Earlier, US Treasury Secretary Timothy Geithner told the committee that the IMF had to speak more forcefully about how countries manage their currencies. He called on the IMF to “increase the candour of its surveillance” and said that “meaningful reform of IMF surveillance is a core challenge of the institution”.

Despite calls for tougher action, the IMF could only pledge to “work towards a more balanced pattern of global growth, recognising the responsibilities of deficit and surplus countries”.

Mr Trichet added that while “we have a consensus on imbalances, the problem is implementation – as always”. China on Friday hit back at calls for it to let the currency rise, saying it rejected such “shock therapy” but is committed to a more “flexible” currency regime.

George Soros, the respected hedge fund manager, also weighed into the debate. Speaking in London, he said a global “currency war” pitting China versus the rest of the world could lead to the collapse of the world economy. Mr Soros said the China had created a “lopsided currency” system and suggested it allow the yuan to appreciate by 10pc a year – far more than the Chinese will contemplate.

The IMF Committee’s chairman Youssef Boutros-Ghali said at the conclusion of talks at the agency’s Washington headquarters that “frictions” did exist. “These are being addressed. We have come to the conclusion that the IMF is the place to deal with these issues,” he said.

IMF managing director Dominique Strauss-Kahn, when asked about the failure to come up with a stronger statement, said that “there is only one obstacle, and that is an agreement of the members”, before adding that the line was a joke. He added that “I don’t believe action can be done in a way other than in a co-operative way.”

Recent IMF figures showed Beijing had currency reserves of $2.447 trillion, the largest in the world and nearly 30pc of the global total.

So maybe bankers will step in and save the day.  Well… maybe not.  Consider this:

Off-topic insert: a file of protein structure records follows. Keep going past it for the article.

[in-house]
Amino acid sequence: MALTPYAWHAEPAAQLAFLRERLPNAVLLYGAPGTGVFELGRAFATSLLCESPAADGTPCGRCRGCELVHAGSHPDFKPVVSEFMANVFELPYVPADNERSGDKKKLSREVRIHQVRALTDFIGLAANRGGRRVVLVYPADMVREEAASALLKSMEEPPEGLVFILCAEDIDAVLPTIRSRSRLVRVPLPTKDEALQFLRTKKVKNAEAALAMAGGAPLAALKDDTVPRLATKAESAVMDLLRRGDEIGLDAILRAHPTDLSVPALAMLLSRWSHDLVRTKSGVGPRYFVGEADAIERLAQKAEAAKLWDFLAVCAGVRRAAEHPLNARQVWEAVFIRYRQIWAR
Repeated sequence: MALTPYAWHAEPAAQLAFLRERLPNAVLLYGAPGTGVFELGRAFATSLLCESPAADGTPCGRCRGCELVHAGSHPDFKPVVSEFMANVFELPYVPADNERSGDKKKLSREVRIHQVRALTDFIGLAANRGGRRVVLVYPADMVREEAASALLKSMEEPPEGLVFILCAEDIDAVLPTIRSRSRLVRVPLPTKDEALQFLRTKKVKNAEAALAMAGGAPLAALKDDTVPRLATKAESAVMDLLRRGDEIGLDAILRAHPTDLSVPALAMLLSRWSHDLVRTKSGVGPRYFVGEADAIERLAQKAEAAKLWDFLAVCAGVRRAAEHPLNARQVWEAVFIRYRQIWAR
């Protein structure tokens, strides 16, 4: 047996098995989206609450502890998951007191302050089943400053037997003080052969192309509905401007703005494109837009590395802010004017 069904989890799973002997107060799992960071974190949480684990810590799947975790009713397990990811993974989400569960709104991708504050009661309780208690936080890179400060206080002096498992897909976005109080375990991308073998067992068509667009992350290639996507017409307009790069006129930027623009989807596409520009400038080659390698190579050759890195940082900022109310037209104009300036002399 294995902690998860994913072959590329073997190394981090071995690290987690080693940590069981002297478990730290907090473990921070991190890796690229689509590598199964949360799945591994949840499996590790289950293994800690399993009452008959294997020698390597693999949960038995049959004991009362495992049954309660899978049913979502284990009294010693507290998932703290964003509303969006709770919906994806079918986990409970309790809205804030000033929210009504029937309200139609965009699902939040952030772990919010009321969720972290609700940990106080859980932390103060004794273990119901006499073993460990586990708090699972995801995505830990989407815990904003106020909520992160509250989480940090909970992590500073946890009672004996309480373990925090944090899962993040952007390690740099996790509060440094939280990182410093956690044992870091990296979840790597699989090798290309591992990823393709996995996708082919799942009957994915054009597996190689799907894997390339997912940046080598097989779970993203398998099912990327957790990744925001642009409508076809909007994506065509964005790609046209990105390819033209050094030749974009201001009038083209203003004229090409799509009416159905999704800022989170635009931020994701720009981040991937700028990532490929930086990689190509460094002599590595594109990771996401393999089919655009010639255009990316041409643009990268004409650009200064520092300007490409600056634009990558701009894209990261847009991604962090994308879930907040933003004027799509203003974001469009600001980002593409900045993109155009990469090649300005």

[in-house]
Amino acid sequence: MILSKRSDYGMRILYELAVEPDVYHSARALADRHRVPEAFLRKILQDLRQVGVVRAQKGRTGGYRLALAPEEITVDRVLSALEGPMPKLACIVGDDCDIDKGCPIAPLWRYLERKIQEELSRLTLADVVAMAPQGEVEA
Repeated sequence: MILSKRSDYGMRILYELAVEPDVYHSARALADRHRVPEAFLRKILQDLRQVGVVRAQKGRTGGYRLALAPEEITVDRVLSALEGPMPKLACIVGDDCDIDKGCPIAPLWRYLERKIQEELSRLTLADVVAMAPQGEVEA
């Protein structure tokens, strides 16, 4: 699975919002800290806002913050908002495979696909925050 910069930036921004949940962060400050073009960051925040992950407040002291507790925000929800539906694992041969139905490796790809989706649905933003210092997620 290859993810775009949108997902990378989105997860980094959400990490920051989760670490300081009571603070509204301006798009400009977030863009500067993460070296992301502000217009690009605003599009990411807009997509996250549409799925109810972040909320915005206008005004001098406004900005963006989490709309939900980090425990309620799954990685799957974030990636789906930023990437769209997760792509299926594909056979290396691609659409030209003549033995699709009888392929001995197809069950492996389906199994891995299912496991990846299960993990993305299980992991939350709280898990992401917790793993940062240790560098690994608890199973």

The Institute of International Finance, a group that represents 420 of the world’s largest banks and finance houses, has issued yet another call for a one-world global currency, Jerome Corsi’s Red Alert reports.

“A core group of the world’s leading economies need to come together and hammer out an understanding,” Charles Dallara, the Institute of International Finance’s managing director, told the Financial Times.  An IIF policy letter authored by Dallara and dated Oct. 4 made clear that global currency coordination was needed, in the group’s view, to prevent a looming currency war.

“The narrowly focused unilateral and bilateral policy actions seen in recent months – including many proposed and actual measures on trade, currency intervention and monetary policy – have contributed to worsening underlying macroeconomic imbalances,” Dallara wrote. “They have also led to growing protectionist pressures as countries scramble for export markets as a source of growth.”

Dallard encouraged a return to the G-20 commitment to utilize International Monetary Fund special drawing rights to create an international one-world currency alternative to the U.S. dollar as a new standard of foreign-exchange reserves.

Likewise, a July United Nations report called for the replacement of the dollar as the standard for holding foreign-exchange reserves in international trade with a new one-world currency issued by the International Monetary Fund.

The 176-page report, titled “United Nations World Economic and Social Survey 2010,” was issued at a high-level meeting of the U.N. Economic and Social Council and published in its entirety on the U.N. website.

What is obvious is that no agency or governmental body in the world, no matter its size or scope has either the courage or the power to stop the escalation.  The major governments involved, US, EU, China, and India cannot muster the political strength within their respective regions to implement the policies that must be put in place to correct the existing imbalances.

I am certain that if the general public understood that this is a war in which every home, every family on the planet will be victims and causalities of the war, maybe we can rally our weak-kneed and greedy politicians and bankers to implement the policies now to stop this insane war.  You know, a Godfather like discussion.  An offer they can’t refuse.